Category Archives: Godey’s Lady’s Book

Ca. 1860 Corset Intense Details

This is a follow-up post to my last post: ca. 1860 Corset For Me! (HSF #4)That post has a short background on my reasons for building the corset, but it doesn’t mention other details, so that’s what this post is for!

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My new ca. 1860 corset.

So let’s start with more background, since this post is all about intense amounts of details! We’ll start with the pattern I made for this corset: you’ll notice it has bust and hip gores as well as that curved piece on each side of the front. The bust gores aren’t so unusual for a modern 1860s corset recreation, but I don’t see too many corsets made (and certainly not many corset patterns) with hip gores and I’m not sure I’ve ever seen anyone reproduce an 1860s corset with that curved piece in front. I found these details intriguing and wanted to make this style for two reasons: 1, because it’s a style I haven’t seen recreated, but which I have multiple examples of in my research, and 2, because it seemed like it would fit into a new thought I absorbed a few months ago.

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1865-1867 corset, The Met

First, a discussion about the style. It seems like a lot of modern ca. 1860s corsets are cut with vertical seams that run from top to bottom of the corset to create shaping, sometimes with the addition of bust gores. (The corset on the right is an example of one from the 1860s that uses this style of seaming to create shape.) These corsets are cut with shaping in the seams to create space for the bust and hips, but an alternative to this is to use bust and hip gores to achieve shape for the body. The interesting thing is that hip gores do not seem to be very commonly used in historic corsets made by modern people, despite their use in historic clothing. I attribute this to the fact that shaped seams are easier to execute than inserting gores of any type, but especially gores that are not in a seam (like the gores in my corset). Also, I would think that pattern companies have an easier time grading patterns using the shaped seams, because the gores (particularly hip gores) really need a lot more individual adjustment and fiddling on a body than shaped seams do.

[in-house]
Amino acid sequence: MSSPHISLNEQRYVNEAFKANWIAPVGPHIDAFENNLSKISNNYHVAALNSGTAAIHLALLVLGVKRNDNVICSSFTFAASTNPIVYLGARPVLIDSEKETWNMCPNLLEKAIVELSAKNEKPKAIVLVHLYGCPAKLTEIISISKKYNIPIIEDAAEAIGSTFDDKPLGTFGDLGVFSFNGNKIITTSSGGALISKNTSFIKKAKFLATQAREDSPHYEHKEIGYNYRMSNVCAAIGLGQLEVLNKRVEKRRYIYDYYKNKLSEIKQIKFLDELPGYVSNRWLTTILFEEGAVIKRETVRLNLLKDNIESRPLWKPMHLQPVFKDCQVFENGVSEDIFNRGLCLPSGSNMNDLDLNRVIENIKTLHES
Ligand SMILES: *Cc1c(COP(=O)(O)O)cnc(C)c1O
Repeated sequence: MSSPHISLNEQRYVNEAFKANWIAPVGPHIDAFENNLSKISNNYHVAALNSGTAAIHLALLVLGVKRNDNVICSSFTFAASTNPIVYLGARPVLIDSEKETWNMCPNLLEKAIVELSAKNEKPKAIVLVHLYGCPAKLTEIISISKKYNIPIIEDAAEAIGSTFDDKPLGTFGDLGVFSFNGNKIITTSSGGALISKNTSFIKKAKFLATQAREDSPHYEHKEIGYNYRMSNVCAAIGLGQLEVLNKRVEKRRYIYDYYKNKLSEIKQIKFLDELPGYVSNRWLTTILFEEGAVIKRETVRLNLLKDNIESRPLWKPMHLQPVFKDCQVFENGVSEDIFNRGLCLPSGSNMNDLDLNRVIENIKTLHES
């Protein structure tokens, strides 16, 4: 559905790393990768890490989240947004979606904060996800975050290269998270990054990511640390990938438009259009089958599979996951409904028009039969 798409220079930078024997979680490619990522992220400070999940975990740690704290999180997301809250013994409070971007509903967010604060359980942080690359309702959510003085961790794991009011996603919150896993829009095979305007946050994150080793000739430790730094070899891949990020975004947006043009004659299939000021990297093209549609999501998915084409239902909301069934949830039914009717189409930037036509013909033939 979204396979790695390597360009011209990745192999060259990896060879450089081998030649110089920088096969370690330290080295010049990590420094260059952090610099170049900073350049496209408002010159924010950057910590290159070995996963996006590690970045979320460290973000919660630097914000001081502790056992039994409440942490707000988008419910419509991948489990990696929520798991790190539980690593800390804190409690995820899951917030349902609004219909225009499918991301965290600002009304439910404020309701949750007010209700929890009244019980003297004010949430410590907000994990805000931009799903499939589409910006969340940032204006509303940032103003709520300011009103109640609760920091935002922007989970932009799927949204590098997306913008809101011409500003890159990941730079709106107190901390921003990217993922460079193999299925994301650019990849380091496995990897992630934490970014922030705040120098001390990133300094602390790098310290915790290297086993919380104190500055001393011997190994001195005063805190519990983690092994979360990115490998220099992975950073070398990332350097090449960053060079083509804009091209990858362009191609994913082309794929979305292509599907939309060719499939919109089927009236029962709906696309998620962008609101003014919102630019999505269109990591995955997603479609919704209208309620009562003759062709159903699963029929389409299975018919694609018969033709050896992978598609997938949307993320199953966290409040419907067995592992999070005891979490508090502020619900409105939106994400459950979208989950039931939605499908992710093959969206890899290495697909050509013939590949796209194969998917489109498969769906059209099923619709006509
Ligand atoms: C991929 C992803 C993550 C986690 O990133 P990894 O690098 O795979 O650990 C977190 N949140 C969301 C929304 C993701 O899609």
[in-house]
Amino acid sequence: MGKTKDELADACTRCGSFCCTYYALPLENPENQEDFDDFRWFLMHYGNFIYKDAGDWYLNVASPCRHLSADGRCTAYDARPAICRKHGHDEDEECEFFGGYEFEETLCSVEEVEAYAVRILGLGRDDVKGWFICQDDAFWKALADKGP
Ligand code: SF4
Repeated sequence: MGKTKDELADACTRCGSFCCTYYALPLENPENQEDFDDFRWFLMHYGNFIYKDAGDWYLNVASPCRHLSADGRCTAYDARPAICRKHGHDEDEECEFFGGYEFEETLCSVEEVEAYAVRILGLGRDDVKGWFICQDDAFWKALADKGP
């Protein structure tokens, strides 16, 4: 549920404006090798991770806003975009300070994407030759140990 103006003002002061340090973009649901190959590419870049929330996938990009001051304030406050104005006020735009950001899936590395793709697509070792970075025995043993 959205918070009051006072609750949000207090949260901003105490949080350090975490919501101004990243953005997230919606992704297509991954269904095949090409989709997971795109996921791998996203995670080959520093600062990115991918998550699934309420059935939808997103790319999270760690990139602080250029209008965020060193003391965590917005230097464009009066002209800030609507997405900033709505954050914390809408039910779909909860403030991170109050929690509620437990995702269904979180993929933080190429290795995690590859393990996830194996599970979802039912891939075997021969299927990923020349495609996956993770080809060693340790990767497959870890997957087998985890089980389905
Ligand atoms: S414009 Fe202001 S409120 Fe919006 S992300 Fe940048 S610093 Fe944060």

Second, about this new thought that I absorbed. While reading Merja’s most recent blog posts about corset construction, I was rather surprised by a simple statement that makes so much sense but which I haven’t necessarily followed in corset making  in the past (here are Merja’s gusseted 1870s corset, which has the sentence which mentions this magical new thought, as well as her 1880s purple corset and 1860s white corset with seaming like the Met corset, above, which exhibit the thought without it being explicitly stated). Essentially, she says that she always makes adequate space in the corset for bust and hips, so that the corset is only constraining her waist. Duh! A related thought is that when you tighten your corset you displace some bits to your bust and hips, so your corset really does need adequate room there to accommodate the normal and the extra. That makes so much sense and sounds so much more comfortable than having a corset that digs into your hips or pushes your bust around uncomfortably. I made the goal to take this approach for the new corset and all future corsets! and this new corset was my first attempt at really following this sound piece of information.

So given that the style I set out to make is one that I haven’t ever seen a pattern for, where did I get mine? Well, it’s loosely based off of one in Corsets and Crinolines by Norah Waugh (the pattern is ca. 1873, pg. 80). I say loosely, because I started there, but then began combining pieces and changing the shape of them to suit my measurements and the seam placement that I wanted (most importantly the hip gore and that curved front piece). Interestingly, Waugh notes on a different corset pattern (ca. 1860, pg. 78) that the 1860s style of corset without bust or hip gores (more like what I seem to see in modern made ca. 1860 corsets like the one from the Met at the top of this post) was a style preferred in France. The English preferred the style of corset I am making with gores. (Merja’s white 1860s corset I mentioned in the pervious paragraph uses this French corset pattern in Waugh, if you’d like to see what it looks like made up.)